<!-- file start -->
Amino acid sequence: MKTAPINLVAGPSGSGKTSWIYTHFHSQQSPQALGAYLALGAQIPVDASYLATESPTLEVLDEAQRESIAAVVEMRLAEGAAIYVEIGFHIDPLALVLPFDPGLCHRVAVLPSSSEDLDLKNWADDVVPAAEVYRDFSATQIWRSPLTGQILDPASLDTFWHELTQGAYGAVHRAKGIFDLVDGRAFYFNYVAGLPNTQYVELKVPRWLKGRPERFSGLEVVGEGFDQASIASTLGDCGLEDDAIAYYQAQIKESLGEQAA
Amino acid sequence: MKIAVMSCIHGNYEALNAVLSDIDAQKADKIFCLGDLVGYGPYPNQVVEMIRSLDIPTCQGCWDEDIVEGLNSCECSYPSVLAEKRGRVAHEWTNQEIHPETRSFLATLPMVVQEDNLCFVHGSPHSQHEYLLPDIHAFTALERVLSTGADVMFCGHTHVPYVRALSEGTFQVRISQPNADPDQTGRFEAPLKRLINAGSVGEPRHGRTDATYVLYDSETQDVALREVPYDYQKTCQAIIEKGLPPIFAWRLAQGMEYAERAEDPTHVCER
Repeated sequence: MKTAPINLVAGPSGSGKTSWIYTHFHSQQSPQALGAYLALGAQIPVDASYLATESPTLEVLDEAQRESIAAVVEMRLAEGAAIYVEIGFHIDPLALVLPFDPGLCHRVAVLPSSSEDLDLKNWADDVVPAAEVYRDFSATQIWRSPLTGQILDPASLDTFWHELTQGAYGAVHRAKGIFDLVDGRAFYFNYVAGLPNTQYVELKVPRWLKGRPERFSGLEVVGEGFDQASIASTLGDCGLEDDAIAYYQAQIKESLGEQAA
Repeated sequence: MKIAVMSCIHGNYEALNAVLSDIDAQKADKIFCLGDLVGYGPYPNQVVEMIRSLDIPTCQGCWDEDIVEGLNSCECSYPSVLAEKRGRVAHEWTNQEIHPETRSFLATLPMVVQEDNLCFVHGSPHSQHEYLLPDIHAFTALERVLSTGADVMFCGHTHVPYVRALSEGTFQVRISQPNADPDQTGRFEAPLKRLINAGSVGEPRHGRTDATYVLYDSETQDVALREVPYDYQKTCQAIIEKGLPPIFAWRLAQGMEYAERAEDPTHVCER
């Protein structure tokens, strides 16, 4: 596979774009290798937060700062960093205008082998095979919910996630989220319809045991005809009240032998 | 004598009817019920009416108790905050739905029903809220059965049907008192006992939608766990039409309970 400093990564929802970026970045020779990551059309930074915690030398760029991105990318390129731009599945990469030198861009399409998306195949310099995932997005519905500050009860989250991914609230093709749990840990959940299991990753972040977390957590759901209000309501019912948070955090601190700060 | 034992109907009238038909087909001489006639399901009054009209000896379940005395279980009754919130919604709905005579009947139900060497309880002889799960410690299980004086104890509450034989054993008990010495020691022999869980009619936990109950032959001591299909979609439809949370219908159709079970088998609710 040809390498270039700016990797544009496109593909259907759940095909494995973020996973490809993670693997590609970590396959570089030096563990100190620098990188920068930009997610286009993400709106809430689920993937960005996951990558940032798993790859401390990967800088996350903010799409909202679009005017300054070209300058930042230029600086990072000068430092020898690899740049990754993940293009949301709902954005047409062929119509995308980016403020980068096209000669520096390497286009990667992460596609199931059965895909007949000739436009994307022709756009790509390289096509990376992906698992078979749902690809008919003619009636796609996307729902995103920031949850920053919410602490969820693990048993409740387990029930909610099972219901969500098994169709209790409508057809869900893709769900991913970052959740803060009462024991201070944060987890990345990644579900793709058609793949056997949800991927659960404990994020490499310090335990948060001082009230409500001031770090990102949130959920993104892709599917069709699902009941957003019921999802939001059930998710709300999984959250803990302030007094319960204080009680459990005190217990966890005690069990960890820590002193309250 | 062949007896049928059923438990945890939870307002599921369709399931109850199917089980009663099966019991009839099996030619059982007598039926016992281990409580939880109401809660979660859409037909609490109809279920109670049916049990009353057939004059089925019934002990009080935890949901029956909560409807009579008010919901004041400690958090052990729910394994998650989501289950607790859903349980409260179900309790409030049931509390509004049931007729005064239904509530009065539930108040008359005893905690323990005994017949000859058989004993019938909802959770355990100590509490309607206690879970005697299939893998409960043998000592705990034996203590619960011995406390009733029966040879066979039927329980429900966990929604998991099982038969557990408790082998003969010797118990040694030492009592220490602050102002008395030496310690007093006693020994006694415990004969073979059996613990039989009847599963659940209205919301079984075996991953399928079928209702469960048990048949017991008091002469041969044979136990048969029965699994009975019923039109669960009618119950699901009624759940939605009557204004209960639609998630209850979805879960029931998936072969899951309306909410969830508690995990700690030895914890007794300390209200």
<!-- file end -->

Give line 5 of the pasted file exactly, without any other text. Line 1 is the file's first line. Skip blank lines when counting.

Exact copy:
């Protein structure tokens, strides 16, 4: 596979774009290798937060700062960093205008082998095979919910996630989220319809045991005809009240032998 | 004598009817019920009416108790905050739905029903809220059965049907008192006992939608766990039409309970 400093990564929802970026970045020779990551059309930074915690030398760029991105990318390129731009599945990469030198861009399409998306195949310099995932997005519905500050009860989250991914609230093709749990840990959940299991990753972040977390957590759901209000309501019912948070955090601190700060 | 034992109907009238038909087909001489006639399901009054009209000896379940005395279980009754919130919604709905005579009947139900060497309880002889799960410690299980004086104890509450034989054993008990010495020691022999869980009619936990109950032959001591299909979609439809949370219908159709079970088998609710 040809390498270039700016990797544009496109593909259907759940095909494995973020996973490809993670693997590609970590396959570089030096563990100190620098990188920068930009997610286009993400709106809430689920993937960005996951990558940032798993790859401390990967800088996350903010799409909202679009005017300054070209300058930042230029600086990072000068430092020898690899740049990754993940293009949301709902954005047409062929119509995308980016403020980068096209000669520096390497286009990667992460596609199931059965895909007949000739436009994307022709756009790509390289096509990376992906698992078979749902690809008919003619009636796609996307729902995103920031949850920053919410602490969820693990048993409740387990029930909610099972219901969500098994169709209790409508057809869900893709769900991913970052959740803060009462024991201070944060987890990345990644579900793709058609793949056997949800991927659960404990994020490499310090335990948060001082009230409500001031770090990102949130959920993104892709599917069709699902009941957003019921999802939001059930998710709300999984959250803990302030007094319960204080009680459990005190217990966890005690069990960890820590002193309250 | 062949007896049928059923438990945890939870307002599921369709399931109850199917089980009663099966019991009839099996030619059982007598039926016992281990409580939880109401809660979660859409037909609490109809279920109670049916049990009353057939004059089925019934002990009080935890949901029956909560409807009579008010919901004041400690958090052990729910394994998650989501289950607790859903349980409260179900309790409030049931509390509004049931007729005064239904509530009065539930108040008359005893905690323990005994017949000859058989004993019938909802959770355990100590509490309607206690879970005697299939893998409960043998000592705990034996203590619960011995406390009733029966040879066979039927329980429900966990929604998991099982038969557990408790082998003969010797118990040694030492009592220490602050102002008395030496310690007093006693020994006694415990004969073979059996613990039989009847599963659940209205919301079984075996991953399928079928209702469960048990048949017991008091002469041969044979136990048969029965699994009975019923039109669960009618119950699901009624759940939605009557204004209960639609998630209850979805879960029931998936072969899951309306909410969830508690995990700690030895914890007794300390209200």